Different countries, contract types, or owners will have different forms or someone different doing the approvals, but the information is the same. A COBie-based contract administration process captures this information during the product approval process. I call this process “lean-handover”.

What are the benefits to capturing COBie during construction?

The end-of-project “job crawl” to collect installed equipment data can be eliminated. The cost of system commissioning can be reduced. There is no need to hire that intern to recreate handover information from the project files.

Contractors can deliver handover information prior to building occupancy, speeding contract closeout. The owner can begin operating their building according to warranty requirements as soon as they take occupancy.

Saving even a portion of these costs more than makes up for having someone show a contractor how to do this for themselves.

Why aren’t more contractors implementing COBie in this way?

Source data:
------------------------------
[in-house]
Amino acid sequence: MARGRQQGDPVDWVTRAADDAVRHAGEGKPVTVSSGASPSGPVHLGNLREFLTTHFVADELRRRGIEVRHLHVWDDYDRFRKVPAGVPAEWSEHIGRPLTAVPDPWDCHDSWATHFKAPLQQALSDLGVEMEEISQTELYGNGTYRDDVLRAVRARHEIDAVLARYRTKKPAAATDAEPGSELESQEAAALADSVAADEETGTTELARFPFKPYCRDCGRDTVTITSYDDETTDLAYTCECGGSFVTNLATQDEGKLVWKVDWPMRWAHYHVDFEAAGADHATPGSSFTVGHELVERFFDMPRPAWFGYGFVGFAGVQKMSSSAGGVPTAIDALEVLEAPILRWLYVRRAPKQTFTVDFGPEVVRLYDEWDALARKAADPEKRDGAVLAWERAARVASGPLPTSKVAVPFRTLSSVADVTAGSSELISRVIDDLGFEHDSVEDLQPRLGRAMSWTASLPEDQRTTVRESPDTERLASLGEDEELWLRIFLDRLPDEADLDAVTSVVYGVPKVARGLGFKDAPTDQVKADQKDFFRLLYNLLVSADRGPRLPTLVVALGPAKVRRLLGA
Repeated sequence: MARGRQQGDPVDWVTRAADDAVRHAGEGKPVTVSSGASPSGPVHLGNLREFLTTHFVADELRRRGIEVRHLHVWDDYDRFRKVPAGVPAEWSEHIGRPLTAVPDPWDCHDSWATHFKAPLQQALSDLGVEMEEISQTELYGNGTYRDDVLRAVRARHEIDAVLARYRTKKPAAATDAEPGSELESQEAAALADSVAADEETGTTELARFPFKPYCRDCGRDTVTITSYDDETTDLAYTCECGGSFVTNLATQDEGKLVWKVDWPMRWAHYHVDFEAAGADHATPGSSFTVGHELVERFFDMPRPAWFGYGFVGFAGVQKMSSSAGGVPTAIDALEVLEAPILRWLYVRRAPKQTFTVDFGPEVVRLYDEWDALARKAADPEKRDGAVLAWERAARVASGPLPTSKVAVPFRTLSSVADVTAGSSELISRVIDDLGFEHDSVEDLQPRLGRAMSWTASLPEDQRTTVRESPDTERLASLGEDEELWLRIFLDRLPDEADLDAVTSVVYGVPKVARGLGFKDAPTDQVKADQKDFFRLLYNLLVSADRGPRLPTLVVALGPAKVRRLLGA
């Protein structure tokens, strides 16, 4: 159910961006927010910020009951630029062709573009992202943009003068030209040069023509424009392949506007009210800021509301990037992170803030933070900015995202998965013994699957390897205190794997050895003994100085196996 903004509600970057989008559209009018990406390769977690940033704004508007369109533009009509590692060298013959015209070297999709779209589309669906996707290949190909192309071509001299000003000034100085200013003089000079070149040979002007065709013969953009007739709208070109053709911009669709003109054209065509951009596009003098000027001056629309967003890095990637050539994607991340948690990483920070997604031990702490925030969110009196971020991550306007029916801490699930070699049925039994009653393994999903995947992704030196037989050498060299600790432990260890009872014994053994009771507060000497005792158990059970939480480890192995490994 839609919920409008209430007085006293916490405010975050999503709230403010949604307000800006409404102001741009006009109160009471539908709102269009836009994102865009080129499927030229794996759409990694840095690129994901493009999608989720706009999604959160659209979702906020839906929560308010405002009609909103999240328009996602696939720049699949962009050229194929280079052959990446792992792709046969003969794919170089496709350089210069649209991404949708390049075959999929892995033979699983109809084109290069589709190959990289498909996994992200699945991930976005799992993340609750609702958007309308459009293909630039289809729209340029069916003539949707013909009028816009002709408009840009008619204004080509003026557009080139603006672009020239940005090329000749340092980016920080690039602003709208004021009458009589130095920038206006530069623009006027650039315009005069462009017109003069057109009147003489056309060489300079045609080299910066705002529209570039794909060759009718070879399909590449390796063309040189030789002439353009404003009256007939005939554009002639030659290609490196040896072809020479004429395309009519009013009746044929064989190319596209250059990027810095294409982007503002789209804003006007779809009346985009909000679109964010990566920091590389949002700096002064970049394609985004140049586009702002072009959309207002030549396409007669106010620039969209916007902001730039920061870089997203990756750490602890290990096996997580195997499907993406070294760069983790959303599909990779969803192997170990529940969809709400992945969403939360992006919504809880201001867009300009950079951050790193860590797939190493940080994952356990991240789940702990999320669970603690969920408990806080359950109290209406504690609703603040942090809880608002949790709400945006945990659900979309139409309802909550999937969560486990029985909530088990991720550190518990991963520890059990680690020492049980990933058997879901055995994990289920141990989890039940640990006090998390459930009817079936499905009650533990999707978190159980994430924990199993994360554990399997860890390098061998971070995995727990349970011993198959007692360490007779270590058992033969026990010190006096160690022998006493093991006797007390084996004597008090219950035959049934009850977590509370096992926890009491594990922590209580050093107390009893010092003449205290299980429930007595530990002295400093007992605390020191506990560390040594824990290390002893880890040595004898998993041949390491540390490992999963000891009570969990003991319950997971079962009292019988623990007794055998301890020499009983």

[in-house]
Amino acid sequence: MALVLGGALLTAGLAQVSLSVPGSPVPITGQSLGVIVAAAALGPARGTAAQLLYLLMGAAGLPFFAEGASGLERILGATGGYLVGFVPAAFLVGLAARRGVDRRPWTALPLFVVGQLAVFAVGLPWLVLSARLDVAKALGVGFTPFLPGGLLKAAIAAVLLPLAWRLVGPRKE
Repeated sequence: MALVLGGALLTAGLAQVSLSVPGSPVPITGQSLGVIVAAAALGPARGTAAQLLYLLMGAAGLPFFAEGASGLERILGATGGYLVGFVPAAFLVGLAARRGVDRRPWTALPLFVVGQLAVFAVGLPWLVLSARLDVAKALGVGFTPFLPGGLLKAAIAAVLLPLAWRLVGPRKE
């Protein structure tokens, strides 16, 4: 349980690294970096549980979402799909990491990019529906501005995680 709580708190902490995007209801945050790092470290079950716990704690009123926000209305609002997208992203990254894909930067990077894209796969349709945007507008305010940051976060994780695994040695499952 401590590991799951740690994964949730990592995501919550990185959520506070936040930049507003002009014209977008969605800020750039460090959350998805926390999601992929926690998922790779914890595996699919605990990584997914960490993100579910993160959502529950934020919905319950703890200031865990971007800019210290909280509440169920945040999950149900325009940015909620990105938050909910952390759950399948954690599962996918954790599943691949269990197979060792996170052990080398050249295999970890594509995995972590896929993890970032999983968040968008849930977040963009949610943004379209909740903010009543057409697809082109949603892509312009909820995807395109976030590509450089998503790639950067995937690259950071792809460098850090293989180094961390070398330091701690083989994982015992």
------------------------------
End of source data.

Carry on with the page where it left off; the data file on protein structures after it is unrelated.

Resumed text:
Today’s margins include inefficiencies built into “standard” business practices. Unless there is a contract requirement or government mandate, there is little incentive to change. I’ll give you two examples.

I had one contractor ask me, “Why would I want to reduce my fees?” Early adopting contractors can reduce their costs, but not their bid price until their peers catch up. Over the longer term, as more contractors adopt lean-handover practices, the early adopting contractor will still be more profitable because their people are more productive.

I had a construction company executive explain that they wouldn’t use COBie because, “I’ve already paid for the college intern, I have to give them something to do.” In answer to this, I asked how long would that employee work for his company? If it were me, the answer would be “until the first opportunity comes along”.

What role does BIM have to play in COBie for construction?